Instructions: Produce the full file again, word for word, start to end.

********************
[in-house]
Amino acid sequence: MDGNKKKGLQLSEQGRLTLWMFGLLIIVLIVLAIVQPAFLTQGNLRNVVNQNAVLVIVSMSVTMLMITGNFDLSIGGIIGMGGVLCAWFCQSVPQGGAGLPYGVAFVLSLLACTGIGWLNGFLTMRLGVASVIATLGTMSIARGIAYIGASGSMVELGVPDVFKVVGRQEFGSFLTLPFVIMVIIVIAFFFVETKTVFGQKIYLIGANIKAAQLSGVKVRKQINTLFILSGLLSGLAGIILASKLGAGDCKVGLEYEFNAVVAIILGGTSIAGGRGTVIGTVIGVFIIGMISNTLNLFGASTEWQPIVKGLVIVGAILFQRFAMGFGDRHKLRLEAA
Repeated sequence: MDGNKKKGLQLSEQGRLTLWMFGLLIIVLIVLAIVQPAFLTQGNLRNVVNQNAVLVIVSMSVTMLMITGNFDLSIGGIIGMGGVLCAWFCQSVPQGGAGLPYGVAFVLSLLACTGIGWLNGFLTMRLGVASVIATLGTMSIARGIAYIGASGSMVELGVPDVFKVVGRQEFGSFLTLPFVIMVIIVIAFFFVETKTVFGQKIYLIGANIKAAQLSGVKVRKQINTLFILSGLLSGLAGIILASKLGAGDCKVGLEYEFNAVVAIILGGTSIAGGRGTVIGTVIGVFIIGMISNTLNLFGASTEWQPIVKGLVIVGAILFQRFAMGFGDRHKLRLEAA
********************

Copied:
[in-house]
Amino acid sequence: MDGNKKKGLQLSEQGRLTLWMFGLLIIVLIVLAIVQPAFLTQGNLRNVVNQNAVLVIVSMSVTMLMITGNFDLSIGGIIGMGGVLCAWFCQSVPQGGAGLPYGVAFVLSLLACTGIGWLNGFLTMRLGVASVIATLGTMSIARGIAYIGASGSMVELGVPDVFKVVGRQEFGSFLTLPFVIMVIIVIAFFFVETKTVFGQKIYLIGANIKAAQLSGVKVRKQINTLFILSGLLSGLAGIILASKLGAGDCKVGLEYEFNAVVAIILGGTSIAGGRGTVIGTVIGVFIIGMISNTLNLFGASTEWQPIVKGLVIVGAILFQRFAMGFGDRHKLRLEAA
Repeated sequence: MDGNKKKGLQLSEQGRLTLWMFGLLIIVLIVLAIVQPAFLTQGNLRNVVNQNAVLVIVSMSVTMLMITGNFDLSIGGIIGMGGVLCAWFCQSVPQGGAGLPYGVAFVLSLLACTGIGWLNGFLTMRLGVASVIATLGTMSIARGIAYIGASGSMVELGVPDVFKVVGRQEFGSFLTLPFVIMVIIVIAFFFVETKTVFGQKIYLIGANIKAAQLSGVKVRKQINTLFILSGLLSGLAGIILASKLGAGDCKVGLEYEFNAVVAIILGGTSIAGGRGTVIGTVIGVFIIGMISNTLNLFGASTEWQPIVKGLVIVGAILFQRFAMGFGDRHKLRLEAA